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Current Analysis: Texas Senate Bill 5 Opinion

The state of Texas has signed Senate Bill 5, the Telecommunications Reform Act, into law. The Act cites that "significant technology changes" have occurred since Texas passed its last Public Utilities Regulatory Act a decade ago. The overhaul goes into great detail governing regulations for broadband over power lines (BPL), should electric utilities choose to provide these services. Among other changes, the Act also clears the way to deregulate all incumbent local exchange carriers (ILECs), redefining them as "transitioning companies" that can qualify as non-dominant carriers in major markets that present at least token local competition. But most important, the Act aims to bypass the traditional local video franchise system, establishing a way for the RBOCs to receive statewide video franchises. Texas Governor Rick Perry signed the legislation into law on September 7, 2005, and the next day the Texas Cable & Telecommunications Association (TCTA) filed suit in federal co urt against the Act.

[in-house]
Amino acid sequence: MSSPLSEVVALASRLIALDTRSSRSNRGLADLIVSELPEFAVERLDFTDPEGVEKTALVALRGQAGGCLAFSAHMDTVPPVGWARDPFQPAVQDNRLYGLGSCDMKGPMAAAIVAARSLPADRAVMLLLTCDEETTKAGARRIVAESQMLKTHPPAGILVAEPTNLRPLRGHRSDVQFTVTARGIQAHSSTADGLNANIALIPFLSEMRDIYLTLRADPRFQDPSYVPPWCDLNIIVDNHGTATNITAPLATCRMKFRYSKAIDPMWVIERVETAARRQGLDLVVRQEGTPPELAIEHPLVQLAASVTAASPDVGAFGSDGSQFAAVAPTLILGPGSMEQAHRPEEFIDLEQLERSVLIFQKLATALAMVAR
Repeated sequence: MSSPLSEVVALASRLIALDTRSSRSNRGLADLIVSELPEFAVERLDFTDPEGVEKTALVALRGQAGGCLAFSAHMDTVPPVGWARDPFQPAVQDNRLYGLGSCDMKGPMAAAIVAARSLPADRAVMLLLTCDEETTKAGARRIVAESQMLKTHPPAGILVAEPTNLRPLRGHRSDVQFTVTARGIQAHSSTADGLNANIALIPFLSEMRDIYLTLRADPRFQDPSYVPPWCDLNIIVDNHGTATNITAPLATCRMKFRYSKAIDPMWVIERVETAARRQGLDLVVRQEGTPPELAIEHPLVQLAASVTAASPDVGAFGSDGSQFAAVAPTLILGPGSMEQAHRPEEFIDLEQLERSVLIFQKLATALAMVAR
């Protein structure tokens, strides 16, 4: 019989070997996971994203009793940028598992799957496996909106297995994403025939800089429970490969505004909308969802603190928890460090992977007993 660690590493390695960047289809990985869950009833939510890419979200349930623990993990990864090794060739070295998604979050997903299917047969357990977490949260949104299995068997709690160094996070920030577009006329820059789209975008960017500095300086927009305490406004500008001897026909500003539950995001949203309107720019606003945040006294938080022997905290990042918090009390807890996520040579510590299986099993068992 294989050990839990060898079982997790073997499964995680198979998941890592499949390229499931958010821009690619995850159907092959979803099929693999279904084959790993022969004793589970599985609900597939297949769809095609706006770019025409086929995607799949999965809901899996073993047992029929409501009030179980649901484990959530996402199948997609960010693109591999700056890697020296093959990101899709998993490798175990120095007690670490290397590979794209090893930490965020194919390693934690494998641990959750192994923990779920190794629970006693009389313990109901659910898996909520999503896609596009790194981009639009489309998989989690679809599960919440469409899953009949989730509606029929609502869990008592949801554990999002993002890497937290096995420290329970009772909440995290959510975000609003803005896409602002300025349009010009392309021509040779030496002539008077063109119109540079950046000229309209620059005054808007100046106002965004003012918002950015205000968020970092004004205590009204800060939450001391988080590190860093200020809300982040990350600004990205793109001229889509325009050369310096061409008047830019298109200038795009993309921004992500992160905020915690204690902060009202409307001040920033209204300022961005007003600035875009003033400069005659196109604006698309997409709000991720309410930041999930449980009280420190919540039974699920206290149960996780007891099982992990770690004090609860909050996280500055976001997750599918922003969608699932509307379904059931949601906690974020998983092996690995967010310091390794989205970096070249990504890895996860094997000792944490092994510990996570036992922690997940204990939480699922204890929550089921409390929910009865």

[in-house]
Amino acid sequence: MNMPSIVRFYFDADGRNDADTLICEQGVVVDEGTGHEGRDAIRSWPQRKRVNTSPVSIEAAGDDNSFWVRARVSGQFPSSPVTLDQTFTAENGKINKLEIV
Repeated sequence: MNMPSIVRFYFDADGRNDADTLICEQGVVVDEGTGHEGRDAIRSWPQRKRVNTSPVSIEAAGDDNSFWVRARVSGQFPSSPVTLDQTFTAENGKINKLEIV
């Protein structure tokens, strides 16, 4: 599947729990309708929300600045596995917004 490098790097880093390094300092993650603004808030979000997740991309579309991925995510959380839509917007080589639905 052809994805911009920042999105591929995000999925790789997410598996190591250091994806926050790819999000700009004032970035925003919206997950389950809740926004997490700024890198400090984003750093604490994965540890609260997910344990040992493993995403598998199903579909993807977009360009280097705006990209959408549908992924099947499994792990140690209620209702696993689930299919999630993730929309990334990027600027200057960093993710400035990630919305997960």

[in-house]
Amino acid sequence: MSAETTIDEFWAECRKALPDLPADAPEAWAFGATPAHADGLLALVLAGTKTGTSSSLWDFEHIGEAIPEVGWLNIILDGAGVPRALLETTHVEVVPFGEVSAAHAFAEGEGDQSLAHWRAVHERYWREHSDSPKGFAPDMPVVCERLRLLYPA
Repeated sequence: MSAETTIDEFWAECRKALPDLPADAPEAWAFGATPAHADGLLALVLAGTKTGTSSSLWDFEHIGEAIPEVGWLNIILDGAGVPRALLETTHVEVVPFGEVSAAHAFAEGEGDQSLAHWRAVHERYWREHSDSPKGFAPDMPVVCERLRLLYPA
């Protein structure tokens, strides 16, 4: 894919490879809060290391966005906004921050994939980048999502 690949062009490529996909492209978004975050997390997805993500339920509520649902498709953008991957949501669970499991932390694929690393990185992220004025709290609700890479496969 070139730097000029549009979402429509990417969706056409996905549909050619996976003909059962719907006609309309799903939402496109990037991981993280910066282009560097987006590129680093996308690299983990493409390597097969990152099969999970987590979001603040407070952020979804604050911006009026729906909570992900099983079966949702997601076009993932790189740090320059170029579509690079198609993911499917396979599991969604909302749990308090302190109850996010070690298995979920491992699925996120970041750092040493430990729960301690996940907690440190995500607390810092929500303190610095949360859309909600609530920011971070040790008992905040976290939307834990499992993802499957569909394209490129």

According to a Current Analysis assessment, "The Texas Telecommunications Reform Act could not have represented the interests of the RBOCs better if they had written it themselves. The actual punch in the legislation - deregulating ILECs and allowing them to bypass the local video franchise system by applying for statewide franchise licenses - is sugarcoated by a lengthy treatise on BPL. BPL is a still nascent service that's years away from becoming a mainstream market competitor, and that's assuming that energy providers go full-throttle with technology development and buildout. The legislation at key points so clearly benefits the RBOCs at the expense of cable providers that entire sections appear ripe to be torpedoed in the courts. The cable industry, in its federal suit, filed almost immediately after the legislation was signed into law in the federal U.S. District Court, Western District of Texas, Austin division, seeks to do just that."

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